Because of this, NAD+ and NMN supplementation has been researched for its potential benefits in managing or even preventing age-related diseases like diabetes, cardiovascular disease, and neurodegenerative diseases. And, as you might now expect, reduced NAD+ levels are associated with a wide range of the hallmarks of aging, like wrinkles, to metabolic disorders, and neurodegenerative diseases.

Functions And Distribution

NAD+ is plentiful in mitochondria, cell cytoplasm, and the nucleus. It’s primary function is to add poly-ADP ribose to proteins and for the deacetylating activity of sirtuin enzymes, which are critical in regulating cell growth, energy metabolism, stress resilience, inflammation, our circadian rhythm, and neuronal function.

NAD+ is synthesized from NMN, but also tryptophan, nicotinic acid, nicotinamide riboside, and nicotinamide. While these can be supplemented, the precursors that make it up can be found in small amounts in foods like cow’s milk, some vegetables, and meats.

Cellular Uptake

NMN is likely transported across cell membranes by the Slc12a8 transporter.

Some Of The Current Research On NMN

So, Should You Supplement NMN or NAD+?

Comparative Effectiveness


NMN: Likely has better bioavailability and cellular uptake due to specific transport mechanisms that facilitate its entry into cells and subsequent conversion to NAD+.

NAD+: Direct supplementation may suffer from poor bioavailability and rapid degradation, making it less effective for increasing intracellular NAD+ levels.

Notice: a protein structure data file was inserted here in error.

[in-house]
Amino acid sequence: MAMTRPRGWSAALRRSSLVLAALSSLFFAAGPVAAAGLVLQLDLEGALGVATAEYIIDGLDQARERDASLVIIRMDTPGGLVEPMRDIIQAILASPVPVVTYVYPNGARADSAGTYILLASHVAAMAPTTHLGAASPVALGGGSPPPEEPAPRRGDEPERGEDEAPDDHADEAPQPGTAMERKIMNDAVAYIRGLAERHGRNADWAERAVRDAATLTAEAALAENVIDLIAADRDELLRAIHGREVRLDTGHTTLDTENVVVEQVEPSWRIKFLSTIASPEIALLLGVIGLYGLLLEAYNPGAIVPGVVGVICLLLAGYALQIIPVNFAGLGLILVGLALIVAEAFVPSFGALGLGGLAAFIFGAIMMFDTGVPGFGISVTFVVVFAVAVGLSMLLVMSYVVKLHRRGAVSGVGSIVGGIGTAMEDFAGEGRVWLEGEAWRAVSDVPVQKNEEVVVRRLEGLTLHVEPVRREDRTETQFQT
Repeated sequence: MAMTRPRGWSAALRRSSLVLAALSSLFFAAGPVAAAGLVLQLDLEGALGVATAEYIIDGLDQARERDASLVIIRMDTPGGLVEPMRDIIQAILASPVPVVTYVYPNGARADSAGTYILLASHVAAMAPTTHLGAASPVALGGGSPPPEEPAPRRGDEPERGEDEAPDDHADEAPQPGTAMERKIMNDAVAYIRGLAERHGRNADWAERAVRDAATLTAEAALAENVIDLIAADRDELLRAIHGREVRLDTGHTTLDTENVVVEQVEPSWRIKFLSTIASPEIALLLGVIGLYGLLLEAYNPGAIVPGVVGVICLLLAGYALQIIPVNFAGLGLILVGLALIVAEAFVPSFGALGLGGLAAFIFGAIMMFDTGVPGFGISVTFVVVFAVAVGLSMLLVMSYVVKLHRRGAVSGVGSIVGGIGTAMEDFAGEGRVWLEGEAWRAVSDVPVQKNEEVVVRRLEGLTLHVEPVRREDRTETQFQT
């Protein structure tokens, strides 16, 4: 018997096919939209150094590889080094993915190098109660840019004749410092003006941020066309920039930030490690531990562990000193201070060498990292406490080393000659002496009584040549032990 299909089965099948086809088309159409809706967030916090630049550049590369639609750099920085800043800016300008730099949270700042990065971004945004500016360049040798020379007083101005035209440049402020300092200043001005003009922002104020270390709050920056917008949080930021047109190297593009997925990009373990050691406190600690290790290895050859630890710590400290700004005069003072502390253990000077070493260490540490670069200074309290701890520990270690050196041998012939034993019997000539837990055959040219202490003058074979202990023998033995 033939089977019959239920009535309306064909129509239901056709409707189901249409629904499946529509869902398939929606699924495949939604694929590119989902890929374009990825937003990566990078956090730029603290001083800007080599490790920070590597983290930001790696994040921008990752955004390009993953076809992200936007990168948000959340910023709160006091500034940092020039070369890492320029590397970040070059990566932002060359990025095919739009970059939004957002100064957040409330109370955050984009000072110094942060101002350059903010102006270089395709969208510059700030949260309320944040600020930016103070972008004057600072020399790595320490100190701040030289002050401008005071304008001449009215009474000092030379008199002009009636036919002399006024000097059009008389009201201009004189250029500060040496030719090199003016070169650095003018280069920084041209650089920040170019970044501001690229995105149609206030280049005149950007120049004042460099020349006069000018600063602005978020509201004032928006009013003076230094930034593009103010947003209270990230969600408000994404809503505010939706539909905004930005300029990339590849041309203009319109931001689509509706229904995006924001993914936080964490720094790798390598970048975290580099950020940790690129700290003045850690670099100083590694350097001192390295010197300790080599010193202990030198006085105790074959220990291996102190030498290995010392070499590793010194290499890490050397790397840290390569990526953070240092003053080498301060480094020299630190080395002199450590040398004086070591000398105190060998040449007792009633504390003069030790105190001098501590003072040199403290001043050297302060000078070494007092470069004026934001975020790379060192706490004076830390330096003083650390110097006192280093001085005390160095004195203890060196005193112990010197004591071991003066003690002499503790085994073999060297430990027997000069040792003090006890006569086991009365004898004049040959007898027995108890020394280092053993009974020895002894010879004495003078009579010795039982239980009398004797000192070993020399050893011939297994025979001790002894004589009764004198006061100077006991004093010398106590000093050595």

Practical Use:

NMN: Supported by a growing body of research, NMN appears to be more effective for increasing NAD+ levels within cells and improving related health outcomes.

NAD+: While effective in theory, practical challenges in bioavailability make it a less reliable option compared to NMN.

Research Support:

NMN: More robust evidence from both animal studies and early human trials supports its effectiveness in boosting NAD+ levels and improving health markers.

NAD+: Less evidence available, with more challenges in practical application due to bioavailability issues.


Based on current research, NMN appears to be more effective than NAD+ supplementation for increasing NAD+ levels and providing associated health benefits. NMN's better bioavailability and efficient cellular uptake make it a more reliable choice for supplementation. If you’re looking for an amazing NMN supplement, you should check out Cell Being by Verso!

Throughout history, humanity's quest for longevity has evolved from mythical pursuits to scientific endeavors, reflecting our enduring desire to extend life and improve health. Today, the focus has shifted to understanding and enhancing cellular processes, with supplements like NMN (Nicotinamide Mononucleotide) and NAD+ (Nicotinamide Adenine Dinucleotide) at the forefront. Research suggests that NMN, due to its superior bioavailability and efficient cellular uptake, is more effective than direct NAD+ supplementation in boosting NAD+ levels and supporting various health benefits. As we continue to explore these promising avenues, NMN stands out as a reliable choice for those seeking to improve their healthspan and longevity.